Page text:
Bars, coins and medals
Coins are or were means of payment.
Ingots are metal bars or plates that serve as raw materials or commodities.
Medals are elaborately decorated metal discs which do not have the status of means of payment.
If you want to buy precious metals such as physical silver and gold, you can choose between bars, coins or medals. But what is the difference between these three products? We explain the difference in this article
The coin as a means of payment
Even though people are increasingly paying by card these days, they have all seen and held a coin at least once. However, they probably do not yet fully realise what makes a piece of metal a coin. A coin is or was once an official means of payment. Today, this usually means that the issuing country and the market value are noted on the coin. Examples of this are the old silver coins of Switzerland, the gold Vreneli or the silver Philharmonic whose market value of €1.50 is imprinted here. The Krugerrand is also a coin, but it is an exception as its market value is not minted. The Krugerrand is an official means of payment under the laws of the state of South Africa and its value is redetermined every day.
Particularly rare vintages of coins can have a higher collector's value than the metal value.
The medal the collector's item
Medals are similar in appearance to coins, but unlike coins they are or were never an official means of payment. Like coins, they are richly decorated on one or both sides. They are often issued to commemorate special occasions.
Due to their motifs, medals can have a collector's value, but this is of little importance to precious metal investors.
Bars the raw material
Let's turn our attention to bars, which are intended as a raw material, commodity or investment product. Ingots have been around since the beginning of metal processing. The shape and size varied greatly depending on the metal, area of use and time of origin.
Today, precious metal bars are highly standardised and have various important information stamped on them.
Internationally, the London Bullion Market Association (LBMA) has established itself as the standardisation organisation for precious metal bars. As a minimum, the standard requires that at least the bar's fineness and the manufacturer's stamp be stamped on it. For standard bars (approx. 12 kg for gold and approx. 31 kg for silver), the shape with the trapezoidal cross-section is also specified in order to make the bars easier to hold and lift.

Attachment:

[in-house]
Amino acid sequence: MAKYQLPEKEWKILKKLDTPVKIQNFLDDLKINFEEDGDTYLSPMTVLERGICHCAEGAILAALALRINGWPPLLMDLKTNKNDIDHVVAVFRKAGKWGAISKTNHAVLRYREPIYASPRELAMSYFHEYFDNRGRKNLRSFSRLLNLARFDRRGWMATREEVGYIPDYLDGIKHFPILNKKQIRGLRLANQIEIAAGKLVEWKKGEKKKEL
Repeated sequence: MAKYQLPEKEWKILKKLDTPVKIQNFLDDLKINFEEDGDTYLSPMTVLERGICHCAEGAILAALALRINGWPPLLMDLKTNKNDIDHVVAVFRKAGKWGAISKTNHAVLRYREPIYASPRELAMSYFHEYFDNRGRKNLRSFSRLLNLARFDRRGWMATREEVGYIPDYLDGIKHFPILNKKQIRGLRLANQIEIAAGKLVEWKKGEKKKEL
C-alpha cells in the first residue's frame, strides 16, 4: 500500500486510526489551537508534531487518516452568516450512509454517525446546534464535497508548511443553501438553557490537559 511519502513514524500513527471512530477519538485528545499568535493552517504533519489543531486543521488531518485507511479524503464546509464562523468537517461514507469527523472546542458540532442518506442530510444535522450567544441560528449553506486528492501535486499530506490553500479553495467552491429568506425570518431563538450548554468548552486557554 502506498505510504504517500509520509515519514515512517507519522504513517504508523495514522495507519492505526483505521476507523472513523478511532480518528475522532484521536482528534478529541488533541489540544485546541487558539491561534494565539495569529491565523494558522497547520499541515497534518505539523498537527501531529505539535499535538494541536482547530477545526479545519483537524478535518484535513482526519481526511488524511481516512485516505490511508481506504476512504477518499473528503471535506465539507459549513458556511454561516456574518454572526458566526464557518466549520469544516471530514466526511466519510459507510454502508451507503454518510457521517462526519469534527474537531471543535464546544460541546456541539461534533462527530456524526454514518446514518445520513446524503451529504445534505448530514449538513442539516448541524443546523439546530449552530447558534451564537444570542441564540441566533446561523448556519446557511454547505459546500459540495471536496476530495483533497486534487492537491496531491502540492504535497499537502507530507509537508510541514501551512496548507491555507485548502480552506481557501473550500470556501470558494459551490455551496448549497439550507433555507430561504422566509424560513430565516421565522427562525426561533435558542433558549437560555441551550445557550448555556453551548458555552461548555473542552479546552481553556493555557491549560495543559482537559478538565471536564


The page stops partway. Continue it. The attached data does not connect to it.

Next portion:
The specifications and certifications of the LBMA have also been incorporated into national legislation. For example, no VAT is levied on gold bars from an LBMA-certified manufacturer.
Bars or plates?
Technically speaking, an ingot is an unprocessed bar of metal which is produced by a casting process. Small bars of 100 g and smaller are no longer usually cast but produced by stamping. Colloquially and commercially, however, these gold plates are also referred to as bars.
A mixture of coin and bar are the so-called coin bars produced for the German market. For legal reasons, less VAT was charged on silver coins in Germany than on bars. Silver refineries and dealers took advantage of this by giving bars a mintmark with the authorisation of small states such as the Cook Islands. This turned the bars into coins and allowed them to be traded with reduced VAT. Coin bars have no significance in Switzerland, but due to the country's proximity to Germany, they are occasionally available.
Frequently asked questions about coins, bars and medals
Are silver coins subject to VAT?
Yes, even if silver coins are official means of payment, VAT must be paid on them in Switzerland. This applies regardless of whether the coin is still valid or has been withdrawn from circulation.
Are silver bars for investment purposes exempt from VAT?
No, even if silver bars are purchased for investment purposes, VAT must be paid on them. The legislator regards all silver as a raw material or commodity.